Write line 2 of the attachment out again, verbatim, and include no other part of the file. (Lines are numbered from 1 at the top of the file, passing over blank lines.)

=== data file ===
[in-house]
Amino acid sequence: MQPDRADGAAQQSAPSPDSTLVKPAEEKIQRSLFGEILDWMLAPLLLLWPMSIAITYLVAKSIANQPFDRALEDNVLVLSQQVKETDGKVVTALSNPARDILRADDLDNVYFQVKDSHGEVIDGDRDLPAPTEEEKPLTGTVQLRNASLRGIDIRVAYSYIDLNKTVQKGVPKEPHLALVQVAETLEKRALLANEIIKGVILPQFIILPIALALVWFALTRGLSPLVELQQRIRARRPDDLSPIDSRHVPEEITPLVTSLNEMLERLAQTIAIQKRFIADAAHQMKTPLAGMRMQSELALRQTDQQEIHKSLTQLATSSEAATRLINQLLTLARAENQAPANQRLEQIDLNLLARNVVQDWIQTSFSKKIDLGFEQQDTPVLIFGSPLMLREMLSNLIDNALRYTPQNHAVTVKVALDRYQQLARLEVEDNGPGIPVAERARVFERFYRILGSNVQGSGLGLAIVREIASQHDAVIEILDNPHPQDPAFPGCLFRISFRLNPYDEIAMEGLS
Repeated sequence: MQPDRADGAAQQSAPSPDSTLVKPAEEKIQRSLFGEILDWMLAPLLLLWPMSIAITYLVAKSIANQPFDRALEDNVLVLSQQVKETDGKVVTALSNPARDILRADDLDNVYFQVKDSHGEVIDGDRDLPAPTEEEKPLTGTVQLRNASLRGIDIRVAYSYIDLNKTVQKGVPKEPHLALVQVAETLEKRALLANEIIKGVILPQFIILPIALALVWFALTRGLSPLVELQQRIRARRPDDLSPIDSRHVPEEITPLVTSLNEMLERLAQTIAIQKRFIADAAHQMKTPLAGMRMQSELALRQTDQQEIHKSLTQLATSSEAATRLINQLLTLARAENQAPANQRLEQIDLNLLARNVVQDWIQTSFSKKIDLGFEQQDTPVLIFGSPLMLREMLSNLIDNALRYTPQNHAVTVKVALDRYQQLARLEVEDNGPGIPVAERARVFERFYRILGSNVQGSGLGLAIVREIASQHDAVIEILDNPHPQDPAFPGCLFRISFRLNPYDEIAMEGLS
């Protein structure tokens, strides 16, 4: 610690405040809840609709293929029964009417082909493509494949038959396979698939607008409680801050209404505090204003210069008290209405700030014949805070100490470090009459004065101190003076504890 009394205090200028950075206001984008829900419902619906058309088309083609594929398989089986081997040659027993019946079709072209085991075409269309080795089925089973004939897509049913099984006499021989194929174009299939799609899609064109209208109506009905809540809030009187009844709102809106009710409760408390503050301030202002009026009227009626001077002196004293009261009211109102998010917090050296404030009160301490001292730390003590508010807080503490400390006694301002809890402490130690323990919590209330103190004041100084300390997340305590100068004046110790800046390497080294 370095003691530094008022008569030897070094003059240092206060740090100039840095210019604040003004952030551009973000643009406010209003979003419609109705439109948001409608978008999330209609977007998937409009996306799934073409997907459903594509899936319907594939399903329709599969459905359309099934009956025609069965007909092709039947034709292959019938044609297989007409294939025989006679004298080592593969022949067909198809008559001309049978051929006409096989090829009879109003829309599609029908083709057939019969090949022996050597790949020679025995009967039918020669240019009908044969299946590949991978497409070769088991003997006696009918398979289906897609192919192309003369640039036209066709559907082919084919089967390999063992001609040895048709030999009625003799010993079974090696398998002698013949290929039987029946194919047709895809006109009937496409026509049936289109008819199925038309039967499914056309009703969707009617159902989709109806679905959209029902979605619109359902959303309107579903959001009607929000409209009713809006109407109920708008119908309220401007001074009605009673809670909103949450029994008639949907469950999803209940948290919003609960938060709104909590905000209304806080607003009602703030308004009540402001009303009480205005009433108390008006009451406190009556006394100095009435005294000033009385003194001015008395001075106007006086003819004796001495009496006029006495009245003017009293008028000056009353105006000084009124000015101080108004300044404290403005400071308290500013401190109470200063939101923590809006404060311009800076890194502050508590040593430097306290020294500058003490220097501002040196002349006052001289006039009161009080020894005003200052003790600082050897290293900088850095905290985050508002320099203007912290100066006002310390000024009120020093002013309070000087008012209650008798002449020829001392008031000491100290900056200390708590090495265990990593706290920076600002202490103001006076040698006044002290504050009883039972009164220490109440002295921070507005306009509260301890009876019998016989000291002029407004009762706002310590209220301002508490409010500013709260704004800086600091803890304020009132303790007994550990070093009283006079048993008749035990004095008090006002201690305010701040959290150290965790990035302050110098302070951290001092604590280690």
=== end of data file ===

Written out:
Amino acid sequence: MQPDRADGAAQQSAPSPDSTLVKPAEEKIQRSLFGEILDWMLAPLLLLWPMSIAITYLVAKSIANQPFDRALEDNVLVLSQQVKETDGKVVTALSNPARDILRADDLDNVYFQVKDSHGEVIDGDRDLPAPTEEEKPLTGTVQLRNASLRGIDIRVAYSYIDLNKTVQKGVPKEPHLALVQVAETLEKRALLANEIIKGVILPQFIILPIALALVWFALTRGLSPLVELQQRIRARRPDDLSPIDSRHVPEEITPLVTSLNEMLERLAQTIAIQKRFIADAAHQMKTPLAGMRMQSELALRQTDQQEIHKSLTQLATSSEAATRLINQLLTLARAENQAPANQRLEQIDLNLLARNVVQDWIQTSFSKKIDLGFEQQDTPVLIFGSPLMLREMLSNLIDNALRYTPQNHAVTVKVALDRYQQLARLEVEDNGPGIPVAERARVFERFYRILGSNVQGSGLGLAIVREIASQHDAVIEILDNPHPQDPAFPGCLFRISFRLNPYDEIAMEGLS